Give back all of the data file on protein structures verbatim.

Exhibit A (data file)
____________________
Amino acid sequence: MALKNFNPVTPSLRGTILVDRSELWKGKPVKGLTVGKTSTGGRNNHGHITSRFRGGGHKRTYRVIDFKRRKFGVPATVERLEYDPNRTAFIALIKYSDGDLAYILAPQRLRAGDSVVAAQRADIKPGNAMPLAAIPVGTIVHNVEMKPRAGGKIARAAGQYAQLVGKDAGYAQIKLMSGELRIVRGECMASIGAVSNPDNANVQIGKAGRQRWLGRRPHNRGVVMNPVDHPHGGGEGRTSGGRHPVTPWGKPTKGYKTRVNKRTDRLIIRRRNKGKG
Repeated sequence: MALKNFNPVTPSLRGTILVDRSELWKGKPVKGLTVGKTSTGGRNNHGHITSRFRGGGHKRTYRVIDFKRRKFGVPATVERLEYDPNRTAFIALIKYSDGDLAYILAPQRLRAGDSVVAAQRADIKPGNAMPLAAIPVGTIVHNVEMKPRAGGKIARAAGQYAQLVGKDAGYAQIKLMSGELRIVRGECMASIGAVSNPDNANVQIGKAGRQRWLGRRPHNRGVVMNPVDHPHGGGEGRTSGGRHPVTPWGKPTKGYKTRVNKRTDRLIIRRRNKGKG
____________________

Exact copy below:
Amino acid sequence: MALKNFNPVTPSLRGTILVDRSELWKGKPVKGLTVGKTSTGGRNNHGHITSRFRGGGHKRTYRVIDFKRRKFGVPATVERLEYDPNRTAFIALIKYSDGDLAYILAPQRLRAGDSVVAAQRADIKPGNAMPLAAIPVGTIVHNVEMKPRAGGKIARAAGQYAQLVGKDAGYAQIKLMSGELRIVRGECMASIGAVSNPDNANVQIGKAGRQRWLGRRPHNRGVVMNPVDHPHGGGEGRTSGGRHPVTPWGKPTKGYKTRVNKRTDRLIIRRRNKGKG
Repeated sequence: MALKNFNPVTPSLRGTILVDRSELWKGKPVKGLTVGKTSTGGRNNHGHITSRFRGGGHKRTYRVIDFKRRKFGVPATVERLEYDPNRTAFIALIKYSDGDLAYILAPQRLRAGDSVVAAQRADIKPGNAMPLAAIPVGTIVHNVEMKPRAGGKIARAAGQYAQLVGKDAGYAQIKLMSGELRIVRGECMASIGAVSNPDNANVQIGKAGRQRWLGRRPHNRGVVMNPVDHPHGGGEGRTSGGRHPVTPWGKPTKGYKTRVNKRTDRLIIRRRNKGKG